[Christian author and philosopher Os] Guinness says, "The backlash against Christian faith in general is mounting, and now in certain circles is becoming quite vicious and vehement."
He hopes there can be a respectful exchange of ideas somewhere between the militant extremes of religious violence and militant atheism.
Source: KTHV Little Rock
Notice how Guinness contrasts "religious violence" and "militant atheism" as if they were opposites on the same spectrum. This is a reprehensible distortion of reality because there is nothing even remotely comparable between the two. On the one side are religious believers who are willing and able to justify torture, mass murder, and terrorism on the basis for their religion; on the other side are atheists who use harsh words, pointed criticism, and sometimes even mockery to make their case against religion.
Os Guinness sounds upset that atheists aren't willing to moderate their criticisms and treat religion with the sort of respect, deference, and honor which religious believers do. That, however, is no excuse to depict such atheists as though they were the equivalent of violent religious terrorists. If Os Guinness is sincere in his wish that there can be a "respectful exchange" between atheists and theists, then the first step will be for him to stop misrepresenting atheists like this; so long as he continues, he communicates to us that he's more interested propping himself up at others' expense.
Sadly, he's not alone in this sort tactic...
What worries [Robert Wright, a visiting lecturer at Princeton University] most about the new atheists is that they might undercut the very thing that makes America work as a civil society. "We restrain ourselves from saying bad things about religion, from talking about it at the dinner table. These guys want to talk about religion at the dinner table."
Source: U.S. News
Since when has "America" traditionally avoided talking about religion at the dinner table? I know that there is a traditional saying about not discussing religion and politics at the dinner table, but that saying keeps being brought up because people keep doing it anyway — discussing religion and politics is not something Americans are shy about.
As Daylight Atheism observes, "I am puzzled by the assumption on display here that discussing religion openly is somehow a bad thing." The answer here, I think, is that people are not really trying to say that discussing religion openly is a bad thing — what they are trying to say is that being critical of religion and openly dissenting from the attitude that religion automatically deserves respect and deference is a bad thing.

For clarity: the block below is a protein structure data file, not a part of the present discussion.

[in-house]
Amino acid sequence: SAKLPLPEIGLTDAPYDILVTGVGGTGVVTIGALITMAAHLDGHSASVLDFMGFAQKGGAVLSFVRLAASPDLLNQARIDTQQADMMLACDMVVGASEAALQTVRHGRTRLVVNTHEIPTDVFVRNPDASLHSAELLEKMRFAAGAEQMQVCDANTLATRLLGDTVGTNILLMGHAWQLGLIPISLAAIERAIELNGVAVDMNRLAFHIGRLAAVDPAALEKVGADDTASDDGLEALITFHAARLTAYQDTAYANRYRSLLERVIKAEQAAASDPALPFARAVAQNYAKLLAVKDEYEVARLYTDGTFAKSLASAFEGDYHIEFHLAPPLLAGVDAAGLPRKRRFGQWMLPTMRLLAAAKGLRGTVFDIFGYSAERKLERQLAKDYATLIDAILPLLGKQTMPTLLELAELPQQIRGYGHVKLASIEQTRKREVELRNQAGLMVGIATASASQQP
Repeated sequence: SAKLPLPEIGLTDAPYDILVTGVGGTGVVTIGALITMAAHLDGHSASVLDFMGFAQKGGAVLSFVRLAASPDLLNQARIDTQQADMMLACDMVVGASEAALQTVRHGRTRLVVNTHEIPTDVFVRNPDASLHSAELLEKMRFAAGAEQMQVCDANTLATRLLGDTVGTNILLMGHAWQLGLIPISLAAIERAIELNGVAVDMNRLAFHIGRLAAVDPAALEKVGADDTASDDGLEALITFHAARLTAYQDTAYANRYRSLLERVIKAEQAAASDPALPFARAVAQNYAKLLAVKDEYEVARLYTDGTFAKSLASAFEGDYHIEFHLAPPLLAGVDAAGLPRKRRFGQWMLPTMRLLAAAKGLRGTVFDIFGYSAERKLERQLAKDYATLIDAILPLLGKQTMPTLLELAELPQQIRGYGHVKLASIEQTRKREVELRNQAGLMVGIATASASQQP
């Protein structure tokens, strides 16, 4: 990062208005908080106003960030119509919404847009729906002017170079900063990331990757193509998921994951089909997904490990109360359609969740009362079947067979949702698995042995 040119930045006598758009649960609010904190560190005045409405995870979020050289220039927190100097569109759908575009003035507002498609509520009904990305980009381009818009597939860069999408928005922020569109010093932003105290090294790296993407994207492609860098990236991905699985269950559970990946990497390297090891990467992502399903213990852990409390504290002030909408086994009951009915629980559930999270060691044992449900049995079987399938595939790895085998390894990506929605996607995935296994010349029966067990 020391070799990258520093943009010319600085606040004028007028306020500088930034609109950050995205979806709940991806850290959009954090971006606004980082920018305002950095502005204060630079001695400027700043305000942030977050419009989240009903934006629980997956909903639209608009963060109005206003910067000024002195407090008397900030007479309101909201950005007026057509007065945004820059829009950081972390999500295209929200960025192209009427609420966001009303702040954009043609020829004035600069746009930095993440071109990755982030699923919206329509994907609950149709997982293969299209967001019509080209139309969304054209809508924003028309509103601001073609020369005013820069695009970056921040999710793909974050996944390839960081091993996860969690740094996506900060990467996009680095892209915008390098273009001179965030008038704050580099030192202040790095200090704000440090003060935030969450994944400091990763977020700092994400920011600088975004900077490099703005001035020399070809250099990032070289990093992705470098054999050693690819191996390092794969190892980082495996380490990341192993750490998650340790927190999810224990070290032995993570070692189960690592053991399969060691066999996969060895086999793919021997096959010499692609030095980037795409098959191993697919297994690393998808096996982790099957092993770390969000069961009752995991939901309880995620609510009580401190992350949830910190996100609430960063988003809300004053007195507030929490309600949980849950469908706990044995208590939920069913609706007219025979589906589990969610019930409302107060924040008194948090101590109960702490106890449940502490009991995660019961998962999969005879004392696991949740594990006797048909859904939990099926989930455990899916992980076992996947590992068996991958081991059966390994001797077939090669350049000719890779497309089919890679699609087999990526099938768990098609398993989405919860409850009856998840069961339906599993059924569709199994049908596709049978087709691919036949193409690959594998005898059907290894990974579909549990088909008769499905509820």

Robert Wright's statement is misleading because he makes clear what he means at the beginning when he says "We restrain ourselves from saying bad things about religion," but then deflects attention from that by "explaining" this with something else, "...from talking about it at the dinner table. These guys want to talk about religion at the dinner table."
The second half, because it derives from popular saying, appears unobjectionable and reasonable. If we examine the first half, which is what he's really driving at, then we find that what he wants is objectionable and unreasonable: Robert Wright is claiming that we shouldn't say bad things about religion. Instead, we should be respectful of and deferential towards religion, exactly what religious believers want and exactly what gives the impression that religion is inherently good, positive, and worthy of belief.
That, however, is the opposite of many atheistic critique of religion. What this means, then, is people like Robert Wright want to completely undercut those critiques by portraying them as inherently unreasonable. There is no effort to engage the critiques specifically or to address their content. People like Robert Wright may disagree with those critiques, but there is no effort to explain how the critique are unreasonable, unfair, or incorrect.
Instead, they are trying to prevent the critiques from ever being aired to begin with by portraying them as contrary to whatever "makes America work as a civil society." Since when has America required people to hush up criticism of powerful traditions and institutions? This is both ethically and intellectually deplorable and I hope that no atheists, freethinkers, or skeptics take him seriously. If anything, his statement should be treated as a sign that atheistic critiques of religion are starting to afflict the comfortable and discomfit those who had grown used to their positions of intellectual respectability. In other words, it's a sign that atheistic critiques of religion may be having an impact and that's a reason to keep pressing forward.